Certain things should be taken care of before you leave on that trip, we advise. Basic documents include:
  • A will
  • A power of attorney
  • A healthcare power of attorney
  • A living will
  • Guardian assignments for children
  • Guardian assignments for pets
When it comes to estate planning, any reason is a good reason to get started!

Wednesday, August 10, 2016

Estate Planning With Purpose

“The wealthy make a difference in many ways,” the U.S. Trust "Insights on Wealth and Worth 2016" survey revealed, including:
  • Donating to not-for-profit organizations
  • Volunteering time, skills, and service
  • Serving on boards
  • Considering societal and environmental impact when investing
According to U.S. Trust, the wealthy use “impact investing” because they consider their investment decisions a way to express their personal values.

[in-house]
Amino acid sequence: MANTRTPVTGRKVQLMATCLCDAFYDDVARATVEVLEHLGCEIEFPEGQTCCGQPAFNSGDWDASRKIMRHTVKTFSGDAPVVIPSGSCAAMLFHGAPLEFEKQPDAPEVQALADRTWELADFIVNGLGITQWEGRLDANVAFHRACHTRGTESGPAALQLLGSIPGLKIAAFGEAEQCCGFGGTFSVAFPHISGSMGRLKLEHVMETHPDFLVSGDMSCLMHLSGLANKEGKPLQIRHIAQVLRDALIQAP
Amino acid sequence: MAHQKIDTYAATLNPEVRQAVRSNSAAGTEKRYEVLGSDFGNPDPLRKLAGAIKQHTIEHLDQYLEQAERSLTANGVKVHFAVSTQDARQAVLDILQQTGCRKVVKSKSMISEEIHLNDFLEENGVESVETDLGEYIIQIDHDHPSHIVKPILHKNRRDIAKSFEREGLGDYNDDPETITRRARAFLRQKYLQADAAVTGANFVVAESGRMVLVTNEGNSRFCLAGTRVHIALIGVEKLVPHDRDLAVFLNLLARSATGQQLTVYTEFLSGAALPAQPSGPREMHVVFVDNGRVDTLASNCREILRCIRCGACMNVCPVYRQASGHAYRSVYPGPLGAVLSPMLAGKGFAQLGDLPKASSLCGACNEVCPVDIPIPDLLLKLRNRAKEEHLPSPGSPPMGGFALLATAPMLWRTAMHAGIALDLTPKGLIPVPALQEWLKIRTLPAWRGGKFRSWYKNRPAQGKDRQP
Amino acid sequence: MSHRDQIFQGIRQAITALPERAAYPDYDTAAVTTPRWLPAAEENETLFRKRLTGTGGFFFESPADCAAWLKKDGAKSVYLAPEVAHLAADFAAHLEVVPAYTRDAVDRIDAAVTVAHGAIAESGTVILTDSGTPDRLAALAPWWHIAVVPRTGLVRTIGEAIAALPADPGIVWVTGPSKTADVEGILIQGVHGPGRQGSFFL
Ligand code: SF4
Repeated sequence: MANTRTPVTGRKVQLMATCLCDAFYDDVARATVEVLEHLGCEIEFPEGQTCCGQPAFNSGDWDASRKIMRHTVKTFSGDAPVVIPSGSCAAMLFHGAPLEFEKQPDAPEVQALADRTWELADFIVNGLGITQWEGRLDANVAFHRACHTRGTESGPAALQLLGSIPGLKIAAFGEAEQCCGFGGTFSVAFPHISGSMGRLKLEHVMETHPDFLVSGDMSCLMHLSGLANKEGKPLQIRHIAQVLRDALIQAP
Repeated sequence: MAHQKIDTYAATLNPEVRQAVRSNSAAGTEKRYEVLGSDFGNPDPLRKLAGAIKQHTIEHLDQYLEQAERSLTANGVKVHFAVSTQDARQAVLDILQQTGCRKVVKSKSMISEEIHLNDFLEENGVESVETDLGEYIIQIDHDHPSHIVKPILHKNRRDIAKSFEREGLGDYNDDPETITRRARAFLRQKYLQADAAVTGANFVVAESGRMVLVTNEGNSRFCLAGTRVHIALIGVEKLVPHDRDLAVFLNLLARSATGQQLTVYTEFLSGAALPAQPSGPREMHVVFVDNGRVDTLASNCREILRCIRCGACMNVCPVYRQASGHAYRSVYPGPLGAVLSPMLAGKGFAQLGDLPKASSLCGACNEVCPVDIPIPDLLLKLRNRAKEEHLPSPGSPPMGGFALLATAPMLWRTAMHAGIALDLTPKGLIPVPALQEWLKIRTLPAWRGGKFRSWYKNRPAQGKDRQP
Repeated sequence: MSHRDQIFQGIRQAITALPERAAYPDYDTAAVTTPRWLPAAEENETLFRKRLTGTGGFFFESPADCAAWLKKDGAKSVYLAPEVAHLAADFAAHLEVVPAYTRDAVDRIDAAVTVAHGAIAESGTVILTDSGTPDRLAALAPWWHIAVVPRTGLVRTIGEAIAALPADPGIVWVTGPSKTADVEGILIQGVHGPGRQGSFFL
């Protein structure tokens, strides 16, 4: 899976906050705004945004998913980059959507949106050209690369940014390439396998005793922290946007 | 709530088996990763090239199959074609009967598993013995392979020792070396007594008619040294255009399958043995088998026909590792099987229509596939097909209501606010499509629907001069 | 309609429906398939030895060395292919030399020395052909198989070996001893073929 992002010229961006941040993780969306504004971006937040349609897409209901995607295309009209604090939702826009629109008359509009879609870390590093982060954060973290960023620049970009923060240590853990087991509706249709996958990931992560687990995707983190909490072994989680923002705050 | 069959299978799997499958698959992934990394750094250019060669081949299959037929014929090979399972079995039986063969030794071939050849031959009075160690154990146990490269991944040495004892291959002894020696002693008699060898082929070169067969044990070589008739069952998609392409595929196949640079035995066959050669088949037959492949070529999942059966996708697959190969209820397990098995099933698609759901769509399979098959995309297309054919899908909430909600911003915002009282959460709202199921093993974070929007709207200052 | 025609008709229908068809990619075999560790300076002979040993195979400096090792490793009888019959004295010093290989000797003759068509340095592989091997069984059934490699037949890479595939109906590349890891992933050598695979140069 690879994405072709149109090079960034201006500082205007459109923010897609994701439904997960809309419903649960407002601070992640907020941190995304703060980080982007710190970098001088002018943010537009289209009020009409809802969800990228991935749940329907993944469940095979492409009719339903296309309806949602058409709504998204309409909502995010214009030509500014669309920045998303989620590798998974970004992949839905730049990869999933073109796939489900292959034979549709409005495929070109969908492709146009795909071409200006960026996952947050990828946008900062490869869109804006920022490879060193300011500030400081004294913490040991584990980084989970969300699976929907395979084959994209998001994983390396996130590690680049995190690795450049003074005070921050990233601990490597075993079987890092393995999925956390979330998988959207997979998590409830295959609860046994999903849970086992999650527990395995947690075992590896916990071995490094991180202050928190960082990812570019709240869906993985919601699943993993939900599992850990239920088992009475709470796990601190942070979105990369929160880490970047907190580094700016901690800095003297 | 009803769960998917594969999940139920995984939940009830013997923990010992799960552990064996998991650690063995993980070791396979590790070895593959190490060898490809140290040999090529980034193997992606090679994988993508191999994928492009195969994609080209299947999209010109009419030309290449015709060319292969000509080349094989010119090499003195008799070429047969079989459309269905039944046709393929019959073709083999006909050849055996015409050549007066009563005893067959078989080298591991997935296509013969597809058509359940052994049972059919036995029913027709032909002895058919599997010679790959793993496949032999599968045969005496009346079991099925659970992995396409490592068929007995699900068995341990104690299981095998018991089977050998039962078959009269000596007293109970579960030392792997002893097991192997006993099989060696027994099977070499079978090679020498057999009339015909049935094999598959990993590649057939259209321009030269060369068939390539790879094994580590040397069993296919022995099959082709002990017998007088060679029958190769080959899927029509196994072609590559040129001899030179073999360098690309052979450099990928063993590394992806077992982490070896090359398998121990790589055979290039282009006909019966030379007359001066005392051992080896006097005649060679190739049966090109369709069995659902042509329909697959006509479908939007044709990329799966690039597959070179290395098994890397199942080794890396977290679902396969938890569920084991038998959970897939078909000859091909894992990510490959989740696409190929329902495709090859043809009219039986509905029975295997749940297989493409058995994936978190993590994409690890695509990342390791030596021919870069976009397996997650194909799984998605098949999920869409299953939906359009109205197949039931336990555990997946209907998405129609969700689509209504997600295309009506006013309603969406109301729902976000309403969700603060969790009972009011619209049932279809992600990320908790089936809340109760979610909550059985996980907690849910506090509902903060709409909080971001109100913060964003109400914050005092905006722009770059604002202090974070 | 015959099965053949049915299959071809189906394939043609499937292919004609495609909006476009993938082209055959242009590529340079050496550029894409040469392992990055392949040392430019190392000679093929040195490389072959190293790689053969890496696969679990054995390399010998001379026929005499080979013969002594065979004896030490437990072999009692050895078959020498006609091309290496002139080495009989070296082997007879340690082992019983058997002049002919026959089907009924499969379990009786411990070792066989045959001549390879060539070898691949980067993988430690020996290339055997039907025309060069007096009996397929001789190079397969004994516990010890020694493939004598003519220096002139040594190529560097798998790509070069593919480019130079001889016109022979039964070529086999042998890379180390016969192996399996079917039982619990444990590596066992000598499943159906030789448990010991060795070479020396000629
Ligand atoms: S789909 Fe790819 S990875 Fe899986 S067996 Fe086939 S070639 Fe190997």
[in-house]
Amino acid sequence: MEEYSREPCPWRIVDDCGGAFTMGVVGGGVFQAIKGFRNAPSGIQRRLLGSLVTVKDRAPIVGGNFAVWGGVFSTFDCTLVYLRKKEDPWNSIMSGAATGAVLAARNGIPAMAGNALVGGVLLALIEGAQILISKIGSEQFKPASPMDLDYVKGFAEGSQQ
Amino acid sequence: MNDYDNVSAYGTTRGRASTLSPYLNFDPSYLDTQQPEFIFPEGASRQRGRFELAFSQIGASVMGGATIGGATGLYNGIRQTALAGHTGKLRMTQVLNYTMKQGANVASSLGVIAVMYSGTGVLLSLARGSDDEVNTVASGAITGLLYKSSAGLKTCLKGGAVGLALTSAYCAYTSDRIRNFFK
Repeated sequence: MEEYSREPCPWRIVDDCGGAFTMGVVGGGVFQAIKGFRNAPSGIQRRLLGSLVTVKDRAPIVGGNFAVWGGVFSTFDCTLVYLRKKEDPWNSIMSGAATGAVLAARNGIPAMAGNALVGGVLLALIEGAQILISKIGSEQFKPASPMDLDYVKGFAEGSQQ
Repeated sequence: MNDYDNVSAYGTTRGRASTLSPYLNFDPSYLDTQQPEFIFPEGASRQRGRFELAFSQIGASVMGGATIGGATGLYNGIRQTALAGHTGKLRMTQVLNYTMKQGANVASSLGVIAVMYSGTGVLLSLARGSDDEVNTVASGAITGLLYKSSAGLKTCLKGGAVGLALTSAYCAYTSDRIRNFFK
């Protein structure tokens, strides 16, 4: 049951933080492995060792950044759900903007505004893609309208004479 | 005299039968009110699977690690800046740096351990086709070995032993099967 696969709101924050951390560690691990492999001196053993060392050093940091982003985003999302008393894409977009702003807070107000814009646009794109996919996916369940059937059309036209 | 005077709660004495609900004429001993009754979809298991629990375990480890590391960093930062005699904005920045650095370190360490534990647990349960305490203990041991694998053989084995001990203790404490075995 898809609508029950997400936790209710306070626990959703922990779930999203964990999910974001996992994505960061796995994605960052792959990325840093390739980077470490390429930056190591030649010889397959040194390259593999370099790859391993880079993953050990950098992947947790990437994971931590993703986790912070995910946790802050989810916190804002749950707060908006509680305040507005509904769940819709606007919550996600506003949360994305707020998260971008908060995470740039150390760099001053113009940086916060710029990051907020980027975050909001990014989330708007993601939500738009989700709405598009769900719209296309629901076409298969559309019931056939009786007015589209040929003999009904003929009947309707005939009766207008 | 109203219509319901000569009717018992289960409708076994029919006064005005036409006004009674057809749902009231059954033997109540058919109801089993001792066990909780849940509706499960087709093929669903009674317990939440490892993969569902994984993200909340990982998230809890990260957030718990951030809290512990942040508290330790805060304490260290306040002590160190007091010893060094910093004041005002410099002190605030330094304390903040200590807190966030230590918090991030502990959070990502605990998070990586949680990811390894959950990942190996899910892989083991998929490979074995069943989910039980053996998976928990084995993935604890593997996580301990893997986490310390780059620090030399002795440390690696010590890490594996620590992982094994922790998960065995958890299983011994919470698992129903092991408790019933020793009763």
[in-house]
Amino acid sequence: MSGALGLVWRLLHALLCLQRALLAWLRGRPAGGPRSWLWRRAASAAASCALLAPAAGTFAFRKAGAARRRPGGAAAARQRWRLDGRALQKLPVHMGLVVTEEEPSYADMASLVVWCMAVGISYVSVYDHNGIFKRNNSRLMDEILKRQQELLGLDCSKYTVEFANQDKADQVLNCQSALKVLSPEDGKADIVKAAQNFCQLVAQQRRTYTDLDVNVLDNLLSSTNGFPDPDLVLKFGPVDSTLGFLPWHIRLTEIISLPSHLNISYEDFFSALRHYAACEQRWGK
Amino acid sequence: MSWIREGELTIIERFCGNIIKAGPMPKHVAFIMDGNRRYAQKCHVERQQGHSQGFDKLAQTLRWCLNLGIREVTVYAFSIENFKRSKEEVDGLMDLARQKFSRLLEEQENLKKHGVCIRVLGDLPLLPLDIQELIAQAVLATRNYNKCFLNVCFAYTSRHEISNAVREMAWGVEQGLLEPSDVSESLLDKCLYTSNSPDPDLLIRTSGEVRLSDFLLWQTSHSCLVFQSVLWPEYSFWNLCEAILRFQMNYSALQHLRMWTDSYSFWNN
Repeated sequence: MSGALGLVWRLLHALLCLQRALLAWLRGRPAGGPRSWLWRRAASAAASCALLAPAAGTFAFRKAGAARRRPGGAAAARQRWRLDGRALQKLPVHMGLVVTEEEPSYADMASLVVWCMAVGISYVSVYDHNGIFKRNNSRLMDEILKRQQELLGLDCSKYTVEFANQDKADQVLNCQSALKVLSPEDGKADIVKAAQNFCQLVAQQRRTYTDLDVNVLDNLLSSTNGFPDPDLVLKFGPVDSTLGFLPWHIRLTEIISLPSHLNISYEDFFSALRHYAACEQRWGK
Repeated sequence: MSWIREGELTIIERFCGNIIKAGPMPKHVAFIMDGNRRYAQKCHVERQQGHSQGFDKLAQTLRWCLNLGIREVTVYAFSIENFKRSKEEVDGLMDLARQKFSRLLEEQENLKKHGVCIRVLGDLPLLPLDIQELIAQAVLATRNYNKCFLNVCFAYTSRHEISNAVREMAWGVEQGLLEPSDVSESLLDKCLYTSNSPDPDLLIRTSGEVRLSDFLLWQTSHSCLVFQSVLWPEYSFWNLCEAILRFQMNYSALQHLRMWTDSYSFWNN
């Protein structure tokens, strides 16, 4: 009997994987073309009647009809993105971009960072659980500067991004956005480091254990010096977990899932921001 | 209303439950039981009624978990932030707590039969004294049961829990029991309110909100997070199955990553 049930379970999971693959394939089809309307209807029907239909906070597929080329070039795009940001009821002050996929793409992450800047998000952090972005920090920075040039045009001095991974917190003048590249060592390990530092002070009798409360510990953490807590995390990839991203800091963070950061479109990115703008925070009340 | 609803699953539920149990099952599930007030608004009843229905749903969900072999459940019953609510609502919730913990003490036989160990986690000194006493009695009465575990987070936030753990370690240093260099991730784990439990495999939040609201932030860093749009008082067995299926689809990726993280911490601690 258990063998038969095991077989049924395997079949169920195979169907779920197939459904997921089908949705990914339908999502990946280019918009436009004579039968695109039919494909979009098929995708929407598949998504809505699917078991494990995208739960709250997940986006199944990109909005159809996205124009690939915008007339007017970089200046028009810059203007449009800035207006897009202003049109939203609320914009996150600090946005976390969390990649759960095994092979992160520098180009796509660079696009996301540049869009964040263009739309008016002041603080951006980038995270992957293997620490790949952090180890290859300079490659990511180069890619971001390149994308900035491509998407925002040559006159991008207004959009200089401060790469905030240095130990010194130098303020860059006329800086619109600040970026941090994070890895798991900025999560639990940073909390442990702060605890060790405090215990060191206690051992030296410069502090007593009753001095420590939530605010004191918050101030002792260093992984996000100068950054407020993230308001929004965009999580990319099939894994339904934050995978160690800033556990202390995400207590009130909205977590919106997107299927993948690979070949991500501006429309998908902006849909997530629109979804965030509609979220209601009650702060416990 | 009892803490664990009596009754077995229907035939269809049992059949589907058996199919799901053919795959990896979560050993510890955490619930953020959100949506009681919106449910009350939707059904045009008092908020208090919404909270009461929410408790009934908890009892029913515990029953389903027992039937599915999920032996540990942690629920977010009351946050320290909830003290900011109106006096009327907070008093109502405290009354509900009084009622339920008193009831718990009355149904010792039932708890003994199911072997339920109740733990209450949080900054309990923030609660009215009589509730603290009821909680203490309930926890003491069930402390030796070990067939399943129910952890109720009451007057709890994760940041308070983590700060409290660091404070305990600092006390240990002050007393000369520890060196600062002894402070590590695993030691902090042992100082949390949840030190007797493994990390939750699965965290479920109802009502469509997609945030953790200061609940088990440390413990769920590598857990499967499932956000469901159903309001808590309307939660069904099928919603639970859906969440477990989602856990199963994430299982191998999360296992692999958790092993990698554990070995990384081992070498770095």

“A growing body of research indicates that social screened portfolios can do every bit as well as non-screened investments,” asserts Kathy Kristof, writing in the July issue of Financial Planning magazine. (What, exactly, constitutes socially conscious investments – which might exclude alcohol, tobacco or defense stocks, or which might emphasize sustainable foods and environmentally-friendly products – might be in the eye of the beholder.) A 2015 study by Morgan Stanley, Kristof relates, found that mutual funds that screened for sustainability issues had equal or higher returns than those that didn’t, and – those funds achieved their results with less volatility.

At Geyer & Associates, we’ve found, investors who have firm opinions about which policies and practices have a positive or negative effect on society and who have worked on building investments that align with their personal values, have a strong interest in passing those values along to the next generation.